Botany 101: Best Houseplants for College Life
Q: I’m going to be a senior in high school, and have been interested in plants recently. I’m hoping you can point me in the direction of a low maintenance plant that would be good for a beginner. I just want to avoid choosing a plant that needs a lot of work or is really expensive, only to have it die from neglect due to my hectic schedule of varsity tennis, sailing and college applications. It would be an indoor plant, probably being situated on my side table two feet from a window (not direct sunlight).
How great that you are getting interested in plants! I understand that as a student money is tight and you do not want to spend your wages on a high-maintenance plant that is too difficult to keep. At the same time, my advice to any beginner is to find a middle ground between playing it safe with the run-of-the-mill tropicals that everyone else buys, and finding an easy-care plant that truly interests you. I think that a lot of beginners neglect their plants because they are boring plants to begin with, or because they were thrust on them as gifts and were not their style. Fortunately, I can steer you in the direction of some plants that are unusual and fun, yet extremely forgiving about growing conditions.
Broadleaf Thyme aka Cuban Oregano (Plectranthus amboinicus)
I put this one first because it is truly unkillable. I have put mine through a range of poor conditions and it can handle just about everything except the cold. This unusual, succulent plant is grown as a culinary herb in the tropics, which makes sense as it can thrive where nothing else will. I love it because it is tough, but also gorgeous and fragrant to the touch. The leaves are soft, textured and sticky with a strong resinous fragrance. I’m not a big fan of using it in the kitchen, but that smell is nice to have on hand through the darkest days of winter as a reminder of summer. Broadleaf thyme likes heat, but prefers a sheltered spot away from a bright window or direct sun. It is not picky about soil or water, but does best in rich potting soil made for tropical plants. Look for a variegated type with multi-colored leaves if you want something more exciting.
Mother-in-Law’s-Tongue aka Snake Plant (Sanseveria)
This tough-as-nails plant is popular in restaurants and malls for a reason – it will persevere and even thrive just about anywhere no matter how harsh or extreme. This is a really diverse group so don’t feel you have to stick to the tall gold and green variety that everyone has. Some are patterned and really look like snakes standing upright from the pot and others are colorful with thick leaves. Sanseveria cylindrical looks more like a cactus or desert succulent, and there are even dwarf varieties that will bring some color and life to a small student desk. Grow it in soil that is prepared for cactus and succulents and allow the soil to dry out before watering again. These plants prefer partial sun, but will tolerate darker spots.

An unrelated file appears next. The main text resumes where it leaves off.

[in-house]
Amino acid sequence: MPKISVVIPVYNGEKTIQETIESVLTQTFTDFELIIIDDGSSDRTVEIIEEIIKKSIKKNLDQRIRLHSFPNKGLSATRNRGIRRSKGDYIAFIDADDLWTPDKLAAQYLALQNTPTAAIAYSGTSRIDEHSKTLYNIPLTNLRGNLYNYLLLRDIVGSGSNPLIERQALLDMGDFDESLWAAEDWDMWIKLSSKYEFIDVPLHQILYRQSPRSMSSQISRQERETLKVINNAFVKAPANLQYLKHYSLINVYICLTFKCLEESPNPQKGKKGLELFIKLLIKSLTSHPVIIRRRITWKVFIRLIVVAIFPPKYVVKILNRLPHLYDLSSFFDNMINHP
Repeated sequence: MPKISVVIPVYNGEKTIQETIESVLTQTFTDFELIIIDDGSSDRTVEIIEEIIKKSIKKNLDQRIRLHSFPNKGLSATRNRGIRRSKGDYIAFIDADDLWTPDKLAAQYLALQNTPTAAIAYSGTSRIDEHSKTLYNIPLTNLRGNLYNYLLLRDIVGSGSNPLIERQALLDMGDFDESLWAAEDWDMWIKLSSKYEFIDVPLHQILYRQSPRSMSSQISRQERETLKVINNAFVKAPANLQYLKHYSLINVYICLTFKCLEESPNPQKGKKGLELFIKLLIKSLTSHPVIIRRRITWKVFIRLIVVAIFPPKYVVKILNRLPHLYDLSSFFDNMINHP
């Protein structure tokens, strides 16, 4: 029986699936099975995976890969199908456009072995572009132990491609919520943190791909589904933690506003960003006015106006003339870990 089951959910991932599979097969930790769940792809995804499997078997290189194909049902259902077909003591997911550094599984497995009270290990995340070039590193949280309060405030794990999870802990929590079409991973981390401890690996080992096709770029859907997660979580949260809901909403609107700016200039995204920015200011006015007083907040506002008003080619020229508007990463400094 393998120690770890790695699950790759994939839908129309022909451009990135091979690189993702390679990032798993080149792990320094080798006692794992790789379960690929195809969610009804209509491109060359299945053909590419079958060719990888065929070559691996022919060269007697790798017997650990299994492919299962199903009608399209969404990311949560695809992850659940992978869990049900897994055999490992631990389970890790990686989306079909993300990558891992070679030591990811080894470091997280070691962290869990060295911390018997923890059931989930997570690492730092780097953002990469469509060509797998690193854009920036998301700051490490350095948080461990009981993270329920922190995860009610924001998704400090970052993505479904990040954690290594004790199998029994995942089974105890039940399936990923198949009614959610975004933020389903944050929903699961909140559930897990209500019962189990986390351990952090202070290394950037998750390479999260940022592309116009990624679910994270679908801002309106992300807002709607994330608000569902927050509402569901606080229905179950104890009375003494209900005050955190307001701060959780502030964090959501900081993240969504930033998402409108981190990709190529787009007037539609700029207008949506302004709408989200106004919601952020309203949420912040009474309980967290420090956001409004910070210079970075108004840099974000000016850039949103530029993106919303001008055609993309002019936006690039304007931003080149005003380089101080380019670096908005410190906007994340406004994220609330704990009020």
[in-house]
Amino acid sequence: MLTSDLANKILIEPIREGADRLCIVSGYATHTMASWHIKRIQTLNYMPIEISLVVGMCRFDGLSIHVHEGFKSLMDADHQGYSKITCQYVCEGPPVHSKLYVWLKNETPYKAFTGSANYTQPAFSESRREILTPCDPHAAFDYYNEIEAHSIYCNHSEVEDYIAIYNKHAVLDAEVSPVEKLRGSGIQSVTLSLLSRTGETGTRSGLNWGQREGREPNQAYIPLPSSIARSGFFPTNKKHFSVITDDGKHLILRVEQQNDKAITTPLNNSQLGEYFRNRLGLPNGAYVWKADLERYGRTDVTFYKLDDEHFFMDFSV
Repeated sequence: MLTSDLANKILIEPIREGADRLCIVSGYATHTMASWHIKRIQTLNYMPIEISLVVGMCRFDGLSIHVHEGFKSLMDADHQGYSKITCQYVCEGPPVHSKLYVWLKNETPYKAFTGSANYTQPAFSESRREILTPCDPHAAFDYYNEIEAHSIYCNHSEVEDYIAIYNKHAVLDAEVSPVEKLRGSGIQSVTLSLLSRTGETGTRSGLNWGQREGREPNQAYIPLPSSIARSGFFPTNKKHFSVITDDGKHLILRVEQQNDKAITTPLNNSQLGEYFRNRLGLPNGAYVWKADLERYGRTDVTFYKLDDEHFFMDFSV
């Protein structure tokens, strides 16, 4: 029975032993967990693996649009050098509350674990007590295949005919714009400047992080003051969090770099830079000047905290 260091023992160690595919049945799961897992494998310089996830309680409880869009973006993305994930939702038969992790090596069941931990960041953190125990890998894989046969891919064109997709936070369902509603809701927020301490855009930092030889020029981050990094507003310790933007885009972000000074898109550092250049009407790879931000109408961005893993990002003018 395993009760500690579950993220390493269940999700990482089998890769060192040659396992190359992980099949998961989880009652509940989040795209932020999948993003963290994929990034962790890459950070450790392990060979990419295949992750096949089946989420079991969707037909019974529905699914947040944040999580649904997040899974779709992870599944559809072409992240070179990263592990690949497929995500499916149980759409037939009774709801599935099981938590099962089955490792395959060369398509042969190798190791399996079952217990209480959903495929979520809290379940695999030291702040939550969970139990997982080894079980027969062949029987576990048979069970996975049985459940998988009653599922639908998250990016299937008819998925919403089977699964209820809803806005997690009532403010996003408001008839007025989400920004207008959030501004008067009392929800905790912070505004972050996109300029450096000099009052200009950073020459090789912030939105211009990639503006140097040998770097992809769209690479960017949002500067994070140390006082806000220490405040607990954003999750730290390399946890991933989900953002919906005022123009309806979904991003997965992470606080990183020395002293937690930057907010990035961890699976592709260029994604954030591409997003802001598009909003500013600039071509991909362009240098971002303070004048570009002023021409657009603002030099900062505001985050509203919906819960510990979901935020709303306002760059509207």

Elephant Ear Kalanchoe (Kalanchoe beharensis)
To be fair, this entire group (genus) is made up of pretty cool, succulent plants, but if I had to choose one, I would go with the elephant ear. This soft and touchable plant features velveteen triangular-shaped leaves that are silver on the bottom with a light copper shading on top. It grows easily in cactus and succulent soil that drains very well. It prefers sun but will tolerate lower light levels. Since over-watering is its demise, allow the soil to dry out before watering again. I only water mine once a month in the winter, which is perfect for students who tend to have the heaviest workload then.
African Violet (Saintpaulia)
African violets are easy to come by and easy to grow as long as you remember to water the soil and not the leaves. Watering directly on the leaves tends to make them go brown and rot. They like bright but indirect light so a spot away from the window is the way to go. Grow them in soil that is specially prepared for African violets and allow the soil to dry out between waterings. They prefer to grow for a long time in the same pot and will flower more often if you neglect them a little bit. The best African violets are the most garish, with absurdly colored leaves and strange shapes. If garish isn’t your thing, but color is, I would also recommend their botanical cousins, kohleria and sinningia. Their flowers tend to be a little more striking than African violets.
Garden authority Gayla Trail is the creator of YouGrowGirl.com.